The Charll and their Queen are great villains too, mainly because they don’t want to be villains they are just trying to save their race from going extinct. The world of Antykhon turned out to be hostile to their life and has killed so many of them that it will only be a few centuries before the Charll is extinct. This, in turn, has forced them to take Muldwych hostage and exchange his freedom for their survival by travelling through time. And given their actions in this book, it is a strange idea that Robinson hammers home a few times that the Charll was one of the best, noblest and peaceful creatures in existence.

There is a secondary villain here too, the Charll’s human contact, Jarod Khan, who is much more forgettable, though he works well in the plot itself. It doesn’t take much thought for Ace and Bernice to outwit him, despite him having a big backstory with the Doctor and having been able to live for centuries.

It appears that Muldwych will be making more appearances as the range goes on too and it’s heavily implied, though Robinson didn’t intend for it to be so, that Muldwych is a future incarnation of the Doctor, most likely the one who calls him Merlin, in a continuity nod to Battlefield. Stranger still though the Seventh Doctor does have knowledge of Muldwych, so maybe he isn’t the future incarnation of the Doctor. But who knows, with everything that’s just happened in The Timeless Children, maybe Muldwych is a forgotten incarnation of the Doctor. He certainly knows an awful lot about time-travel and the TARDIS. Who knows?

I wasn’t expecting to enjoy Birthright but I actually couldn’t put it down. I appreciated seeing Bernice getting a lot of the action and plot to herself and it proved that she has just as much right to be there as Ace did. Robinson keeps the plot light enough and the book short enough that it doesn’t outstay its welcome. Birthright isn’t an essential book in the range, but its a lot of fun anyway.

ICEBERG: WRITTEN BY DAVID BANKS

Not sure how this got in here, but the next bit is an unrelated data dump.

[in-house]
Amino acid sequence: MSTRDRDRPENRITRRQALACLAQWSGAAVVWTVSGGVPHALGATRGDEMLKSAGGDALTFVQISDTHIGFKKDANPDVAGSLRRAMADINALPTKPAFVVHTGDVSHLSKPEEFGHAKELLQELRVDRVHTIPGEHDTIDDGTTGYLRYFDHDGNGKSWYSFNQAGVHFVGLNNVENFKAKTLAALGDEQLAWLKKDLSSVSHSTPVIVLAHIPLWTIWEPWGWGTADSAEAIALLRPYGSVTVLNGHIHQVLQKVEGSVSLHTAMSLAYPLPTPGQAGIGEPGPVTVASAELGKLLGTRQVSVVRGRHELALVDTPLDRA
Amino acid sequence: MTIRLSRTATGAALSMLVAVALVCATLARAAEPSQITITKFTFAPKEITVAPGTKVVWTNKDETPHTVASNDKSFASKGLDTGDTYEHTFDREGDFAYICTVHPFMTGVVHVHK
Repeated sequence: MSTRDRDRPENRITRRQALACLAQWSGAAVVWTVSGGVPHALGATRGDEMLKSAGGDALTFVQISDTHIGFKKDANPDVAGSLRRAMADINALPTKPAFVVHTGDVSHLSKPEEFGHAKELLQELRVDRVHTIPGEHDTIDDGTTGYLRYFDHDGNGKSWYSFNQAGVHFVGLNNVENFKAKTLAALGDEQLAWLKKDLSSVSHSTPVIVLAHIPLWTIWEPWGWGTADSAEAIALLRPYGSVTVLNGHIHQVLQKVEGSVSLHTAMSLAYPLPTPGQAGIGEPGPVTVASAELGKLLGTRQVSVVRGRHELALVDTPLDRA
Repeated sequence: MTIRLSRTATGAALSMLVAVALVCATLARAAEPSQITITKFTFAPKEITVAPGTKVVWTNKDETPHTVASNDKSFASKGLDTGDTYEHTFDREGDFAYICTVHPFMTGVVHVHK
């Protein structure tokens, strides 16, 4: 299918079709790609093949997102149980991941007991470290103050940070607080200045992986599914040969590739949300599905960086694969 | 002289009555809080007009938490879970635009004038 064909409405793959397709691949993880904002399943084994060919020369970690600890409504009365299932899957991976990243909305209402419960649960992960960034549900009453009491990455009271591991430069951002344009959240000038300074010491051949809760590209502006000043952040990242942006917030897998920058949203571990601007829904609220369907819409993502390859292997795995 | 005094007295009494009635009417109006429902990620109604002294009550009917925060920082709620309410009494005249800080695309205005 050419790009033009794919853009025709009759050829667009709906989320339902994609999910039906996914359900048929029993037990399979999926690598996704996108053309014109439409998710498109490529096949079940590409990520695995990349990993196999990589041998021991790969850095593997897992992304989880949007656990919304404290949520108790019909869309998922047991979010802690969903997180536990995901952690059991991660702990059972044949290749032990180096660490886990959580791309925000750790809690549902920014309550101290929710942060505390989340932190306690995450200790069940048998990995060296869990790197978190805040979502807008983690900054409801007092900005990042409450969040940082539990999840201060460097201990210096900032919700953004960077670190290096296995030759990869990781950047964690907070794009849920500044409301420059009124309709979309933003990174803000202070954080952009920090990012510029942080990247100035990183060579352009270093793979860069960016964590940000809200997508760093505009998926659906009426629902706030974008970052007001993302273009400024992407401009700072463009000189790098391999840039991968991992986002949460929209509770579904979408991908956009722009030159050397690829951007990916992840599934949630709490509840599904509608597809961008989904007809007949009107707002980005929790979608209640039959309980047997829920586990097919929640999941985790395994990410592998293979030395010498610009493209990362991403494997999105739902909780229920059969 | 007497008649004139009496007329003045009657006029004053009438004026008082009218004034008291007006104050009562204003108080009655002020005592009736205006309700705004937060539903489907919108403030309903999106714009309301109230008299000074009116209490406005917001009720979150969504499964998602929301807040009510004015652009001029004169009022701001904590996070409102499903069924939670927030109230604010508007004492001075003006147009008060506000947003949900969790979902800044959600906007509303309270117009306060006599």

Iceberg brings the ‘holiday-tetralogy’ to an end, this time with a ‘companion-lite’ adventure for the Seventh Doctor, as he finds his past beginning to catch up with him, squaring him off against a much more ruthless version of the Cybermen in a story written by the Cyber-Leader himself, David Banks.

Before Iceberg, I think Banks had only ever written a book on the history of the Cybermen for Doctor Who, trying to fix their complicated history and give it some much-needed order. One can’t help but think that Iceberg is the result of that book, as Banks covers events from The Tenth Planet, all the way to Silver Nemesis, in various passages, though much of the book takes inspiration from The Tenth Planet and Tomb of the Cybermen, not just in its cold location, but also the side-characters, one of whom is a relation of General Cutler, the horrible boss of the base the First Doctor originally met the Cybermen in.

What’s also important to remember is that the events of this book take place at the same time as the events of Birthright for Ace and Bernice. And its always fun to see what the writers thought the future was going to be. Iceberg is set in 2006, though it was 2006 that was a little more dystopian to 2006 we had in real life. In fact, the only thing that both 2006’s had in common was the Cybermen did, in fact, come back! Banks isn’t the first author to do something similar, but I think it offers an interesting insight into the state the world must have been in when a book was written!

Cover art for Iceberg
Cover art for Iceberg